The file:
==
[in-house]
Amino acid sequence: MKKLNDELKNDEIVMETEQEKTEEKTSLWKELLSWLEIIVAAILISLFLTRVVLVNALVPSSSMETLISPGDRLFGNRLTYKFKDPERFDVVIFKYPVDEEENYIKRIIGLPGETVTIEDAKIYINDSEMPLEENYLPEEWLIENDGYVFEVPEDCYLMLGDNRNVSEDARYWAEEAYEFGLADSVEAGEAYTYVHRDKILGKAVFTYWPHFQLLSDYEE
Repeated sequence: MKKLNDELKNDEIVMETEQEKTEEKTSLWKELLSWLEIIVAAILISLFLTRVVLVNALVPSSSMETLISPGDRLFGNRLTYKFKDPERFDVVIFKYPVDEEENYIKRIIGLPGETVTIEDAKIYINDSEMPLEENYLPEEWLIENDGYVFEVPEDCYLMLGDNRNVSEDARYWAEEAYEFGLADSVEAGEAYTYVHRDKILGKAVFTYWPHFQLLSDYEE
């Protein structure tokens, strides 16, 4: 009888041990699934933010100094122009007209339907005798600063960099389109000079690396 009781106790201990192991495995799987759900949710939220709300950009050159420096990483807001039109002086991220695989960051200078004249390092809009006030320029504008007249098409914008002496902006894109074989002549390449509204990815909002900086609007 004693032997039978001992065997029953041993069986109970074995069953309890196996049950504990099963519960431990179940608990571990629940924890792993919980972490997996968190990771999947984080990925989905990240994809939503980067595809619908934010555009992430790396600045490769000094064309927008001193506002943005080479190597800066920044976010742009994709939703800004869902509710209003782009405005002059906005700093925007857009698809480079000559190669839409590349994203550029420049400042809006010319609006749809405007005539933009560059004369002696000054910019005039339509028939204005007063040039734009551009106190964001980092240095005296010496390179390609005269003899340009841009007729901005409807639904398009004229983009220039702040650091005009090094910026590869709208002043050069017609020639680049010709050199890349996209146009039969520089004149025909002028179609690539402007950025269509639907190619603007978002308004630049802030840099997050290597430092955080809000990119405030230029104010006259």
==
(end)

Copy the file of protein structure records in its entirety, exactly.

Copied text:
[in-house]
Amino acid sequence: MKKLNDELKNDEIVMETEQEKTEEKTSLWKELLSWLEIIVAAILISLFLTRVVLVNALVPSSSMETLISPGDRLFGNRLTYKFKDPERFDVVIFKYPVDEEENYIKRIIGLPGETVTIEDAKIYINDSEMPLEENYLPEEWLIENDGYVFEVPEDCYLMLGDNRNVSEDARYWAEEAYEFGLADSVEAGEAYTYVHRDKILGKAVFTYWPHFQLLSDYEE
Repeated sequence: MKKLNDELKNDEIVMETEQEKTEEKTSLWKELLSWLEIIVAAILISLFLTRVVLVNALVPSSSMETLISPGDRLFGNRLTYKFKDPERFDVVIFKYPVDEEENYIKRIIGLPGETVTIEDAKIYINDSEMPLEENYLPEEWLIENDGYVFEVPEDCYLMLGDNRNVSEDARYWAEEAYEFGLADSVEAGEAYTYVHRDKILGKAVFTYWPHFQLLSDYEE
């Protein structure tokens, strides 16, 4: 009888041990699934933010100094122009007209339907005798600063960099389109000079690396 009781106790201990192991495995799987759900949710939220709300950009050159420096990483807001039109002086991220695989960051200078004249390092809009006030320029504008007249098409914008002496902006894109074989002549390449509204990815909002900086609007 004693032997039978001992065997029953041993069986109970074995069953309890196996049950504990099963519960431990179940608990571990629940924890792993919980972490997996968190990771999947984080990925989905990240994809939503980067595809619908934010555009992430790396600045490769000094064309927008001193506002943005080479190597800066920044976010742009994709939703800004869902509710209003782009405005002059906005700093925007857009698809480079000559190669839409590349994203550029420049400042809006010319609006749809405007005539933009560059004369002696000054910019005039339509028939204005007063040039734009551009106190964001980092240095005296010496390179390609005269003899340009841009007729901005409807639904398009004229983009220039702040650091005009090094910026590869709208002043050069017609020639680049010709050199890349996209146009039969520089004149025909002028179609690539402007950025269509639907190619603007978002308004630049802030840099997050290597430092955080809000990119405030230029104010006259």